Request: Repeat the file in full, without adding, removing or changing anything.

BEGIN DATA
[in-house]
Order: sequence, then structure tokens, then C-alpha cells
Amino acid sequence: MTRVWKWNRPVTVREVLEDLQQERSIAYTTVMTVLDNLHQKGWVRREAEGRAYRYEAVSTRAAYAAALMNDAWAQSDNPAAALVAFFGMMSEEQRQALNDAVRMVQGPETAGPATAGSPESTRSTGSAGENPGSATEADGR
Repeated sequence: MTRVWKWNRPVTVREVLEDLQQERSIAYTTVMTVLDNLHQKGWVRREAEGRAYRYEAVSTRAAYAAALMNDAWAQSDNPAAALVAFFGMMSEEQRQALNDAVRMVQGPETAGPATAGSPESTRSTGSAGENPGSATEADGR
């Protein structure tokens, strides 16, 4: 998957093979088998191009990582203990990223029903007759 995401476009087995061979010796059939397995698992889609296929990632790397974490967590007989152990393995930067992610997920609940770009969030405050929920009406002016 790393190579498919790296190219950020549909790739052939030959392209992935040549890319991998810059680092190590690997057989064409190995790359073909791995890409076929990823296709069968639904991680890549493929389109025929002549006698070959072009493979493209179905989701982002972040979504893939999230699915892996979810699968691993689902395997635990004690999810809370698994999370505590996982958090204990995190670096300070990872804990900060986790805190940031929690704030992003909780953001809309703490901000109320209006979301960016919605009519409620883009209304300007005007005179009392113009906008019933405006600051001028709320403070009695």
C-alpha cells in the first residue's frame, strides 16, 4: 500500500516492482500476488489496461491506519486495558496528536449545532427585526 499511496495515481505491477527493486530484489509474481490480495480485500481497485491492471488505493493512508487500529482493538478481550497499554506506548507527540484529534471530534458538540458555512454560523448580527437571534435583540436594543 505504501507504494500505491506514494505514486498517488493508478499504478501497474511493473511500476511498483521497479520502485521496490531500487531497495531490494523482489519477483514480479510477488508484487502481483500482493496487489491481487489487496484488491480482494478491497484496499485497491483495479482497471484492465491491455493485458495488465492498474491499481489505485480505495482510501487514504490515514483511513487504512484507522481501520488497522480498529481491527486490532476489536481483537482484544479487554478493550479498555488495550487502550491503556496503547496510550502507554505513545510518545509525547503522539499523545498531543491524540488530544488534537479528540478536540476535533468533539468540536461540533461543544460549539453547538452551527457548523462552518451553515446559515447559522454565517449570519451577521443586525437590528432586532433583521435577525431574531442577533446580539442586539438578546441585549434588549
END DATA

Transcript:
[in-house]
Order: sequence, then structure tokens, then C-alpha cells
Amino acid sequence: MTRVWKWNRPVTVREVLEDLQQERSIAYTTVMTVLDNLHQKGWVRREAEGRAYRYEAVSTRAAYAAALMNDAWAQSDNPAAALVAFFGMMSEEQRQALNDAVRMVQGPETAGPATAGSPESTRSTGSAGENPGSATEADGR
Repeated sequence: MTRVWKWNRPVTVREVLEDLQQERSIAYTTVMTVLDNLHQKGWVRREAEGRAYRYEAVSTRAAYAAALMNDAWAQSDNPAAALVAFFGMMSEEQRQALNDAVRMVQGPETAGPATAGSPESTRSTGSAGENPGSATEADGR
């Protein structure tokens, strides 16, 4: 998957093979088998191009990582203990990223029903007759 995401476009087995061979010796059939397995698992889609296929990632790397974490967590007989152990393995930067992610997920609940770009969030405050929920009406002016 790393190579498919790296190219950020549909790739052939030959392209992935040549890319991998810059680092190590690997057989064409190995790359073909791995890409076929990823296709069968639904991680890549493929389109025929002549006698070959072009493979493209179905989701982002972040979504893939999230699915892996979810699968691993689902395997635990004690999810809370698994999370505590996982958090204990995190670096300070990872804990900060986790805190940031929690704030992003909780953001809309703490901000109320209006979301960016919605009519409620883009209304300007005007005179009392113009906008019933405006600051001028709320403070009695």
C-alpha cells in the first residue's frame, strides 16, 4: 500500500516492482500476488489496461491506519486495558496528536449545532427585526 499511496495515481505491477527493486530484489509474481490480495480485500481497485491492471488505493493512508487500529482493538478481550497499554506506548507527540484529534471530534458538540458555512454560523448580527437571534435583540436594543 505504501507504494500505491506514494505514486498517488493508478499504478501497474511493473511500476511498483521497479520502485521496490531500487531497495531490494523482489519477483514480479510477488508484487502481483500482493496487489491481487489487496484488491480482494478491497484496499485497491483495479482497471484492465491491455493485458495488465492498474491499481489505485480505495482510501487514504490515514483511513487504512484507522481501520488497522480498529481491527486490532476489536481483537482484544479487554478493550479498555488495550487502550491503556496503547496510550502507554505513545510518545509525547503522539499523545498531543491524540488530544488534537479528540478536540476535533468533539468540536461540533461543544460549539453547538452551527457548523462552518451553515446559515447559522454565517449570519451577521443586525437590528432586532433583521435577525431574531442577533446580539442586539438578546441585549434588549